Rolling Stone published a many-thousand-word profile of Elon Musk this morning, written by journalist, author, and motivational tweeter Neil Strauss, and it is, in a word, incredible.
The profile contains dozens of adverbs and an extensive psychoanalysis of Musk based on his posture, breathing patterns, and a “ring of red” that spontaneously appears around his eyes in the middle of a sentence. It gives Musk a handful of nicknames including “a titan, a visionary, a human-size lever pushing forward massive historical inevitabilities,” and “the kind of person who comes around only a few times in a century.” Most importantly, it dedicates at least 1,000 words to Musk’s romantic life and his recent break-up with actress Amber Heard — a subject that he broaches himself.
Here are some highlights, but I recommend reading the whole thing:
Then he heaves a sigh and ends his effort at composure. "I just broke up with my girlfriend," he says hesitantly. "I was really in love, and it hurt bad."
He pauses and corrects himself: "Well, she broke up with me more than I broke up with her, I think."
Strauss, for his part, seems to completely forget that he is interviewing “a titan, a visionary, a human-size lever,” and starts offering him relationship advice.
Musk discusses the breakup for a few more minutes, then asks, earnestly, deadpan, "Is there anybody you think I should date? It's so hard for me to even meet people." He swallows and clarifies, stammering softly, "I'm looking for a long-term relationship. I'm not looking for a one-night stand. I'm looking for a serious companion or soulmate, that kind of thing."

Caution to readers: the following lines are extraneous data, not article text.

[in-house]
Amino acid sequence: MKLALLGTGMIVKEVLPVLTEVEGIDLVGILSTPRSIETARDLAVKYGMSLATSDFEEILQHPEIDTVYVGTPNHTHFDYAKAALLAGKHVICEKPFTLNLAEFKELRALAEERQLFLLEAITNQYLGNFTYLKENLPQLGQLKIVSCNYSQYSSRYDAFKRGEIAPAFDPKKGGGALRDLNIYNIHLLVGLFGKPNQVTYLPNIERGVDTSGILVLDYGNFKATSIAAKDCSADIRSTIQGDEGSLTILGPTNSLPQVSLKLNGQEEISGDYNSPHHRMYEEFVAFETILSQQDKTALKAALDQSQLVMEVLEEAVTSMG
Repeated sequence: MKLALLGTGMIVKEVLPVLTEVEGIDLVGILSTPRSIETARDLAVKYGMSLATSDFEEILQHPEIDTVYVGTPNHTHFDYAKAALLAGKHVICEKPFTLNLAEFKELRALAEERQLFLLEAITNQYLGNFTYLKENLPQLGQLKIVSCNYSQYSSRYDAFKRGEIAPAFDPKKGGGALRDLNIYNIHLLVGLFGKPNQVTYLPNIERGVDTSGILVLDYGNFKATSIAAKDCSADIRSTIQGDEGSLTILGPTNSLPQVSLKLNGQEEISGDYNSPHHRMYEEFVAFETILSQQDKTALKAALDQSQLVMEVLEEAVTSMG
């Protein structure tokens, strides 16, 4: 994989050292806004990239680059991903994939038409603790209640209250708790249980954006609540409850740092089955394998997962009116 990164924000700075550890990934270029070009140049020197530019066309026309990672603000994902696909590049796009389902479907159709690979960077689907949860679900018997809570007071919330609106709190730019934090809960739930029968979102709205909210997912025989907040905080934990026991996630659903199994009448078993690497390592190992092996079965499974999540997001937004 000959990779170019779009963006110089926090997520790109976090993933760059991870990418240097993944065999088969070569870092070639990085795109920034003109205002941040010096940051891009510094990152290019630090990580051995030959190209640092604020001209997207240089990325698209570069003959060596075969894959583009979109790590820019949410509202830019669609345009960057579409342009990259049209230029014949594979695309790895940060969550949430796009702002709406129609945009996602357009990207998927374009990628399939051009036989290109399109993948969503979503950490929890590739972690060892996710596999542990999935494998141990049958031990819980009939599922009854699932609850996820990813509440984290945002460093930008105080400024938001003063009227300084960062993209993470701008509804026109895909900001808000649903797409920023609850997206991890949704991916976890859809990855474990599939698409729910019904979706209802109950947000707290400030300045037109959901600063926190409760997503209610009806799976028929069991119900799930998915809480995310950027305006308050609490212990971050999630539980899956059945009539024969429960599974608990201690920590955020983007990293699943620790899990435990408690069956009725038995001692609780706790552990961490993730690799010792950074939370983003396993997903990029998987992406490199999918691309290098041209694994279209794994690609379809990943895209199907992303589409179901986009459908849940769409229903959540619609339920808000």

I eventually tell him that it may not be a good idea to jump right into another relationship. He may want to take some time to himself and figure out why his previous relationships haven't worked in the long run: his marriage to writer Justine Musk, his marriage to actress Talulah Riley, and this new breakup with actress Amber Heard.
Strauss seems worried about Musk’s loneliness, but does not seem worried that he is getting a little offtrack in his profile of a billionaire who wants to send human beings to Mars.
Musk shakes his head and grimaces: "If I'm not in love, if I'm not with a long-term companion, I cannot be happy."
I explain that needing someone so badly that you feel like nothing without them is textbook codependence.
During this portion of the profile, when a different journalist (maybe? who can say!) might have considered pointing out how strange the interaction was, Strauss described Musk’s demeanor like this: “stiff, yet in the sheen of his eyes and the trembling of his lips, a high tide of emotion is visible, pushing against the retaining walls.”
The profile ends with Strauss imagining the statue of Musk that will be on Mars someday, which he hopes will not be actually of Musk in a literal sense, but of a “fuzzy bear” — Musk in a metaphorical sense.